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Dictatorial House Democrats Move To Shut Out GOP In Matters of War and Peace—The Most Important Votes Congress Can Take.

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debating matters of war and peace in such an unprecedented, irregular, and restrictive way.”

McCarthy pushes Dems to abandon procedural strategy sidelining GOP

“Simply put, this is wrong—and I believe you know it to be in bad faith,” McCarthy wrote in a letter to House Majority Leader Steny Hoyer.

By Melanie Zamina, Politico, Janaury 27, 2020:

House Minority Leader Kevin McCarthy implored his Democratic counterpart on Monday to reconsider maneuvers that restrict the GOP’s ability to use procedural tactics to shape a pair of war powers resolutions coming to the floor this week.

In a letter delivered to House Majority Leader Steny Hoyer (D-Md.), McCarthy (R-Calif.) asked the Democratic leader to reconsider his party’s strategy and emphasized how important it is to preserve the limited tools that are available to the minority party.

“Simply put, this is wrong—and I believe you know it to be in bad faith,” McCarthy wrote in the letter, obtained by POLITICO. “In fact, we are unaware of the House ever debating matters of war and peace in such an unprecedented, irregular, and restrictive way.”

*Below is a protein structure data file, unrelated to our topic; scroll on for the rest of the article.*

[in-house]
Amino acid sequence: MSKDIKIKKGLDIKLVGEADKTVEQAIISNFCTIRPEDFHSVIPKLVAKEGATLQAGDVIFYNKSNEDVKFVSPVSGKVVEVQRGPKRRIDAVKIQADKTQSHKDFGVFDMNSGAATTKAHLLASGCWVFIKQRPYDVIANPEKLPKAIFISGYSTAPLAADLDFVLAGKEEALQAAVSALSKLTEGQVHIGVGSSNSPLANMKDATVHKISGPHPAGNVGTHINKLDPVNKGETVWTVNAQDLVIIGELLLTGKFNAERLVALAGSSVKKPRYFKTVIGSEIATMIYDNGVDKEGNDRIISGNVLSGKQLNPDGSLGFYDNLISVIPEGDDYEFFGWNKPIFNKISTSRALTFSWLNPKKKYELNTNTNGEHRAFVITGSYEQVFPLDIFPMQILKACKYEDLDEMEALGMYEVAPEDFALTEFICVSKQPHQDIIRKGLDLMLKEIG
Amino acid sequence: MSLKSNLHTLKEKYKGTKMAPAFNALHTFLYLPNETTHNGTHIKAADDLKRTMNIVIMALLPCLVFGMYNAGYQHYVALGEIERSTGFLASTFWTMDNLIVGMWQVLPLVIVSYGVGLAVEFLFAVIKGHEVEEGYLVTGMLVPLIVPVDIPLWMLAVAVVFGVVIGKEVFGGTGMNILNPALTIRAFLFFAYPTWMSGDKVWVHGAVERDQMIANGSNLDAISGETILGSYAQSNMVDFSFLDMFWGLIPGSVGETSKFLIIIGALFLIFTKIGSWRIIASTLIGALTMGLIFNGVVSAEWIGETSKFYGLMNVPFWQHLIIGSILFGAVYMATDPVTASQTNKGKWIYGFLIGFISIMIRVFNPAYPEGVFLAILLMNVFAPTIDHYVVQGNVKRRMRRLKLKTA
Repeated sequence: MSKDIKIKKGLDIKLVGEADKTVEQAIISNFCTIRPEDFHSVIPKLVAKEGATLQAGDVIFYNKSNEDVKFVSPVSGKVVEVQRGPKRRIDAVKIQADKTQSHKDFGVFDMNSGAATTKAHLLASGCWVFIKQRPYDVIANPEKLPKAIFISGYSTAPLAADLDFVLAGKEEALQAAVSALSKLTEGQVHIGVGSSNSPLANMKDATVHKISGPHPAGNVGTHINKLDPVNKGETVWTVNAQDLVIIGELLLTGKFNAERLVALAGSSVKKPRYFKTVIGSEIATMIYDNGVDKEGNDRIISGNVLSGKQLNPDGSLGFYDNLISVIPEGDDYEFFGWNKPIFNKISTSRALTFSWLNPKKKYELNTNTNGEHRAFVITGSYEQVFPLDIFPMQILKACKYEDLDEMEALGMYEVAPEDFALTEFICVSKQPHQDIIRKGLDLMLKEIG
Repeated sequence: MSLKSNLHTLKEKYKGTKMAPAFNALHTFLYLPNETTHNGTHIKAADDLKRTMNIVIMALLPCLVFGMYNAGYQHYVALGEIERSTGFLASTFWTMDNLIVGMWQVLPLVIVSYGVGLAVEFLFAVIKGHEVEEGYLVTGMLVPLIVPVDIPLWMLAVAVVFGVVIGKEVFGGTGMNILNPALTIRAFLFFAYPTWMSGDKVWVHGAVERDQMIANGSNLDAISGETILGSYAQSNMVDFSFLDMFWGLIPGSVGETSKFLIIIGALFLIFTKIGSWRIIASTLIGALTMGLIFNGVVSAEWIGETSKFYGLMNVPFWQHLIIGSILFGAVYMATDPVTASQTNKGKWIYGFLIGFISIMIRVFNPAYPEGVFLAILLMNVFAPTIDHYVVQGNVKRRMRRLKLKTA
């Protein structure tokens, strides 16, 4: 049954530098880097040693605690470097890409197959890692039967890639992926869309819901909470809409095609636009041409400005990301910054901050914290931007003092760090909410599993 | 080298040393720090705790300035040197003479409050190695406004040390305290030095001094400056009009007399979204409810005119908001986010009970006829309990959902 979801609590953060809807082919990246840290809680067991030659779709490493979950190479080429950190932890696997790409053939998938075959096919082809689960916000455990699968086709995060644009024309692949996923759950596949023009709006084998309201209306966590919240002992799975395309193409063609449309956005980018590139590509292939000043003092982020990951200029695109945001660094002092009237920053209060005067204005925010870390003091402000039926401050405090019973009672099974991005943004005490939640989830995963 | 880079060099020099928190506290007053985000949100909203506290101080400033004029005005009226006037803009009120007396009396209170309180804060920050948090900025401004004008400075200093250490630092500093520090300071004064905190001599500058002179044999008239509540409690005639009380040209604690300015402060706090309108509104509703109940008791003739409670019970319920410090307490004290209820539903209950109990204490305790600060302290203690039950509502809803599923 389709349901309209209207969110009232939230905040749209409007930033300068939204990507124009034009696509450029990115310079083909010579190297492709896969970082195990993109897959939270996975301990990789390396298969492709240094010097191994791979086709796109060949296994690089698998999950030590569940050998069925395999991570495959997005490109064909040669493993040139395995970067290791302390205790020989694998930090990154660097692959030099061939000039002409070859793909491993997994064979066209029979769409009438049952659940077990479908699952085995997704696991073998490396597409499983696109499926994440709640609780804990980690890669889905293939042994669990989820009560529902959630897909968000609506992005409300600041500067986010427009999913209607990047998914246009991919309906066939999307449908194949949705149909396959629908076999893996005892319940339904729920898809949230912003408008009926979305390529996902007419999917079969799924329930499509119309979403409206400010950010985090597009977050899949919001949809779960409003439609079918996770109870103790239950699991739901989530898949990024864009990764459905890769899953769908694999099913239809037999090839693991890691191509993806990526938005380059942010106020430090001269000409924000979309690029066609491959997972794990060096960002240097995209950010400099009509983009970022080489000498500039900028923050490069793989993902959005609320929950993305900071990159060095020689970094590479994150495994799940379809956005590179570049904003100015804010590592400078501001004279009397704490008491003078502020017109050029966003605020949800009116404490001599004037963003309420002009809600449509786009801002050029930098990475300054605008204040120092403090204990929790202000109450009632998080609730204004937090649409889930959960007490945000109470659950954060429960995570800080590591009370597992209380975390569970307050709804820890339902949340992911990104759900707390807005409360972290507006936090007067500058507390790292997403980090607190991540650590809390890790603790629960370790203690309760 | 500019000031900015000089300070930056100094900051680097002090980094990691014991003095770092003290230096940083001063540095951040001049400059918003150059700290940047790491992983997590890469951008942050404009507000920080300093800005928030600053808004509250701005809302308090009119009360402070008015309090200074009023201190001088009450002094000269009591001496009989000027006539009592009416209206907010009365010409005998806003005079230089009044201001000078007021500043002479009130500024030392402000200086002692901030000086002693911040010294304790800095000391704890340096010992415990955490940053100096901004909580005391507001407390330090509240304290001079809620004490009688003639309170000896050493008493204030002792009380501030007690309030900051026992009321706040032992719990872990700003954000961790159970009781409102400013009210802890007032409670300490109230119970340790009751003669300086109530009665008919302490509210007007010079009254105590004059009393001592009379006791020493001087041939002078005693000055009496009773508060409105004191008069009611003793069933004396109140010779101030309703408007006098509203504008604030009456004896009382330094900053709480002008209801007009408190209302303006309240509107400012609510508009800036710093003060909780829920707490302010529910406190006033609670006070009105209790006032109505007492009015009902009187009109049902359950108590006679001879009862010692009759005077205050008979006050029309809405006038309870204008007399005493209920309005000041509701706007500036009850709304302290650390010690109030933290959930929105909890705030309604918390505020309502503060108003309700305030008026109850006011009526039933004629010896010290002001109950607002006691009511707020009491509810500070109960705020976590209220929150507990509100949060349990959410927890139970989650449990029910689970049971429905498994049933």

The House will vote Thursday on a pair of measures — led by California Democrats Barbara Lee and Ro Khanna — that would further crack down on Trump’s ability to launch unilateral strikes on nations like Iran.

But Democrats have taken careful steps to avoid an embarrassing repeat of last year, when Republicans essentially forced the House into a do-over on a similar bill. The fear is that Republicans will use a procedural vote — known as a motion to recommit — to split Democrats and force certain changes to the bill, as the GOP has successfully done on some of the most contentious measures of 2019.

Last February, the GOP temporarily tanked bipartisan legislation to rein in Trump’s war-making powers in Yemen — a historic vote that marked the first time since the passage of the 1973 War Powers Act that both chambers agreed to halt a military effort.

At the time, Republicans had seized on tensions within the Democratic Caucus over certain remarks perceived as anti-Semitic by some of their own members. GOP lawmakers eventually secured enough Democratic votes to amend the legislation and add language condemning anti-Semitism, which held up the measure.

Now, though, Democratic leaders have a plan to prevent any kind of GOP “gotcha” votes. The Lee and Khanna measures will be offered as separate amendments to a noncontroversial House bill that has already passed the Senate.

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